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Bath background information

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Introduction

Bath background information Bath is approximately 160 kilometers (100 miles) southwest of London, the city of Bath in southwest England has made history in several ways. Underlain by Britain's only hot mineral springs, the city was built as a spa at least as early as the Roman era, and perhaps earlier, drawing thousands of visitors over the centuries who hoped for cures the waters might provide. The city was the site of various battles from the Anglo-Saxon era, around the 7th century, to modern times. On a more genteel note, it was home to Jane Austen for several years. Yet Bath has made another important contribution to history, namely in the making of geologic maps. Arguably the world's first published geologic map, released at the end of the 18th century, and covered the area around Bath. As visitors become more and more discerning, they are choosing holidays and short breaks because of the activities that they can undertake at their chosen destination, and ultimately, the way those experiences make them feel. ...read more.

Middle

The railings, put up in Victorian times, were carted off for scrap in the last war and seem unlikely to be reinstated. "Pump Room" Built for the invalids, in which they might be supplied with water from a covered pump, and afterward take the exercise prescribed to them, sheltered from the inclemency of the weather. The first Pump Room was built in the style of an orangery and begun in 1704, it took two years to build, then enlarged in 1751. As yet more visitors came to Bath in 1796 it was taken down and rebuilt in its entirety. "Pump Room" Built for the invalids, in which they might be supplied with water from a covered pump, and afterward take the exercise prescribed to them, sheltered from the inclemency of the weather. The first Pump Room was built in the style of an orangery and begun in 1704; it took two years to build, and then enlarged in 1751. ...read more.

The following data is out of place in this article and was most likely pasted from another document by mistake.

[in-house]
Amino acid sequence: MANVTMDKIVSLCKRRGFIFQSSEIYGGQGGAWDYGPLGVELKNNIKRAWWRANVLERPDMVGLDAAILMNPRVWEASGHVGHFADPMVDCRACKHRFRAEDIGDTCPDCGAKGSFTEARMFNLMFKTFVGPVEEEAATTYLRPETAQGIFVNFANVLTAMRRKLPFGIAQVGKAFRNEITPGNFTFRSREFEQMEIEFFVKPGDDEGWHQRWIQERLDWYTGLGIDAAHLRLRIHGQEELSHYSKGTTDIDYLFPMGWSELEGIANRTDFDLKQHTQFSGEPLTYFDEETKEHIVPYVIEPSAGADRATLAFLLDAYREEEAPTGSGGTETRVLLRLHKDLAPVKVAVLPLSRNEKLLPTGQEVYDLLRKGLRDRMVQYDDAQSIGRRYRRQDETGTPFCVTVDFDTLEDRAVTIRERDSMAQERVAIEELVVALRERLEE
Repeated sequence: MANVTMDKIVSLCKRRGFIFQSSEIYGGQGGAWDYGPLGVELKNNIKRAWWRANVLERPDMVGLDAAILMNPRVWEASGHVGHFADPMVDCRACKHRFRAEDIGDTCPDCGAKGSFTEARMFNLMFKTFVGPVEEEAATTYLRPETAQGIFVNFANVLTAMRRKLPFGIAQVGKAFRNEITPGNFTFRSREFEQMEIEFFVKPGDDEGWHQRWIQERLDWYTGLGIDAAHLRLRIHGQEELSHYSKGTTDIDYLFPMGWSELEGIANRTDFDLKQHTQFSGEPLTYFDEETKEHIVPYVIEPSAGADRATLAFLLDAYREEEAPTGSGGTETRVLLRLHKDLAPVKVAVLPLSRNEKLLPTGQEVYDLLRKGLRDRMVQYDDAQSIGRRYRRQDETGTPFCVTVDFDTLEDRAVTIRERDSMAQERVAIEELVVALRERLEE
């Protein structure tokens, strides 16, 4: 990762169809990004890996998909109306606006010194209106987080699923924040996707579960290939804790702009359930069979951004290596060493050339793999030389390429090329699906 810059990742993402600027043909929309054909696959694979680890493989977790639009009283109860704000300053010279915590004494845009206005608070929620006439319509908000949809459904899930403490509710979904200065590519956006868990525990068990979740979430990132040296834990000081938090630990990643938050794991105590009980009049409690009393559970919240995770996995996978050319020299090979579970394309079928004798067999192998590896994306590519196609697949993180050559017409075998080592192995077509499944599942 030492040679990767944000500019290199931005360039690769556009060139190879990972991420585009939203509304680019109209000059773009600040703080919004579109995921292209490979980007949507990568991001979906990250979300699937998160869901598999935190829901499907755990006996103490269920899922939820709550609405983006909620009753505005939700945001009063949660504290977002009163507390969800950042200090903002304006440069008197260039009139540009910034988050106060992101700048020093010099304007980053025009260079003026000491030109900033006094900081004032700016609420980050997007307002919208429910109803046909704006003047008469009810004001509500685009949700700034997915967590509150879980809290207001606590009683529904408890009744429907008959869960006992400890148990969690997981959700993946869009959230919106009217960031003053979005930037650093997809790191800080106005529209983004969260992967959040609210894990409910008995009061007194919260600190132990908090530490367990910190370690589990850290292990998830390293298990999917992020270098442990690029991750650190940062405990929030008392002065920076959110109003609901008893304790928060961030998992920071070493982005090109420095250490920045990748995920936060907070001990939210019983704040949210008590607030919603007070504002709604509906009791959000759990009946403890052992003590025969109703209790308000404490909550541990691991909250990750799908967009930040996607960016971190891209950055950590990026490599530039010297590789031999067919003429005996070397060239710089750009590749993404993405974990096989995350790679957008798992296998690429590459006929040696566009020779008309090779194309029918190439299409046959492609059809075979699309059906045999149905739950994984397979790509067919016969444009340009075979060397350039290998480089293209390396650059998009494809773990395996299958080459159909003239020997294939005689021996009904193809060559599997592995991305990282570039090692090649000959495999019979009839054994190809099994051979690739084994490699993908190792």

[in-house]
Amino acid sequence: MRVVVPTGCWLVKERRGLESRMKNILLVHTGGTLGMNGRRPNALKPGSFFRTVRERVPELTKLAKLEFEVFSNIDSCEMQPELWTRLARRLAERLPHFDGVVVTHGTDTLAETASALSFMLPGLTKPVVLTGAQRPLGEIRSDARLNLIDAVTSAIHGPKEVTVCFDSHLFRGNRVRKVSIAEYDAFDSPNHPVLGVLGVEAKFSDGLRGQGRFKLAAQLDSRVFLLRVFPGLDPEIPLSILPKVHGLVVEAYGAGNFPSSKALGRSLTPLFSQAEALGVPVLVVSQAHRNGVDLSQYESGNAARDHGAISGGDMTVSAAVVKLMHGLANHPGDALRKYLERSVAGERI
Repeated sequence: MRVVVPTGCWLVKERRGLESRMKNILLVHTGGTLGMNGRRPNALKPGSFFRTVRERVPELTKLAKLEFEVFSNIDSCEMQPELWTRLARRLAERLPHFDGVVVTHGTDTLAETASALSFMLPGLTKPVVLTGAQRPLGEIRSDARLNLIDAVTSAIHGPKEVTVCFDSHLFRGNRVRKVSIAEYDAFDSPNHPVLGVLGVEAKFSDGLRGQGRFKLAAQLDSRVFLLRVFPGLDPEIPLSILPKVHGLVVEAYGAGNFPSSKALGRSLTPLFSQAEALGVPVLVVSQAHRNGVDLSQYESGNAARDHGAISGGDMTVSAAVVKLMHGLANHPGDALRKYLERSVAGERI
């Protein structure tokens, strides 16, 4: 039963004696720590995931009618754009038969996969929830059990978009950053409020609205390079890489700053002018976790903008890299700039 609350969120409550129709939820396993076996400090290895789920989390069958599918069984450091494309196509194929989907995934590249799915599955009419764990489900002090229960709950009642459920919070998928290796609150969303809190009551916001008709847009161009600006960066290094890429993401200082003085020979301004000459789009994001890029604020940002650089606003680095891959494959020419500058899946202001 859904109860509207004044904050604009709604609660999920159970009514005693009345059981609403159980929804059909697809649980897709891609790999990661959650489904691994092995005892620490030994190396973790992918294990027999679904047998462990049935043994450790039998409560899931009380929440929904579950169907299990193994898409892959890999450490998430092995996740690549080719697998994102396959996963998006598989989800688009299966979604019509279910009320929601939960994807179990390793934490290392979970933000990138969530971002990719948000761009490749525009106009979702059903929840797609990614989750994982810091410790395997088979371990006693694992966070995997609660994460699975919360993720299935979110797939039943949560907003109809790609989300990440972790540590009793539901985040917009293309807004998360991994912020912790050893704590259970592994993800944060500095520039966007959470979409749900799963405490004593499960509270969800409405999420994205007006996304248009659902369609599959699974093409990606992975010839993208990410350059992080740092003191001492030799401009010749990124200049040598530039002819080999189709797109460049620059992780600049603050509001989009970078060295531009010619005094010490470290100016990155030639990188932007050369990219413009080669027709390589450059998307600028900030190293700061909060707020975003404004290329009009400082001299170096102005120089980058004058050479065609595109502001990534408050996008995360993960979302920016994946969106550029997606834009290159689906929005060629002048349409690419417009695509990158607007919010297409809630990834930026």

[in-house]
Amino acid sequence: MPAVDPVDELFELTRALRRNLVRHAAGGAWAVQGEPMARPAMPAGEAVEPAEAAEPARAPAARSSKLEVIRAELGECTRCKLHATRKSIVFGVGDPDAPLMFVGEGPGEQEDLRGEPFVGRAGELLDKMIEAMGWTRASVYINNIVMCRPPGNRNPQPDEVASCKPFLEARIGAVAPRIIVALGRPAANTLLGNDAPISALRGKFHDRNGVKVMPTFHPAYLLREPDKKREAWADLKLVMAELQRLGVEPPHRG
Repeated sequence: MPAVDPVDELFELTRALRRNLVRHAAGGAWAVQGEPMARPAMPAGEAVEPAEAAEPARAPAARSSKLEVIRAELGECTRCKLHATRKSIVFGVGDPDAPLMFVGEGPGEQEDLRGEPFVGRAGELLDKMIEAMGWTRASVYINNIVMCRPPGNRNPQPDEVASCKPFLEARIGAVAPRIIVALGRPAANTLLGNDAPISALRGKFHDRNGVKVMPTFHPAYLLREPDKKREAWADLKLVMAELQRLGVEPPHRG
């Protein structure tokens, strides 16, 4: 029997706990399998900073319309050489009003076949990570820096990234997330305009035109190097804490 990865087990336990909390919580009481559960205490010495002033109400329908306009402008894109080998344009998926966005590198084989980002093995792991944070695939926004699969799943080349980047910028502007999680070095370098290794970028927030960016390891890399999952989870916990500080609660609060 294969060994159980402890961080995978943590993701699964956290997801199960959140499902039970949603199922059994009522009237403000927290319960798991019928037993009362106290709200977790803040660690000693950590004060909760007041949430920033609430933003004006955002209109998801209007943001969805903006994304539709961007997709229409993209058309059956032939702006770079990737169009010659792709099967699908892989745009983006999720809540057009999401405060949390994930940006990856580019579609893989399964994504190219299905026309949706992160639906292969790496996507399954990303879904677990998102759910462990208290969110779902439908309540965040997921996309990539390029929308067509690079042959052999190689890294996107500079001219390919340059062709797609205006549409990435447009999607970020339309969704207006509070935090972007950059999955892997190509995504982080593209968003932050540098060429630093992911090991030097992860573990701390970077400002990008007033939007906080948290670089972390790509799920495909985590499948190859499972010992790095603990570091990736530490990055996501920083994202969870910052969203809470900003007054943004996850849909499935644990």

Conclusion

and includes superb English and continental silver and porcelain, Italian maiolica and bronzes, together with glass, furniture, miniatures and old master paintings."Prior Park" Inspired by the entrepreneur and philanthropist Ralph Allen from about 1734 until his death in 1764, this 28 acre (11.3 hectare) 18th century landscape garden lies in a dramatic site running down a small steep valley to the very edge of Bath. Ralph Allen continually landscaped, planted and gardened at Prior Park with the advice and influence of people like the poet Alexander Pope and Lancelot 'Capability' Brown, who played a key role in the revolution of English garden design. The mansion at Prior Park was built around 1740 for Ralph Allen and is now owned and used by Prior Park College. When Prior Park Landscape Garden was given to the National Trust in 1993 by the Christian Brothers and Prior Park College it had fallen into serious decay. The National Trust's restoration of the garden, based on historical, archaeological and ecological surveys, is being carried out with great expertise and care for historical detail. ...read more.

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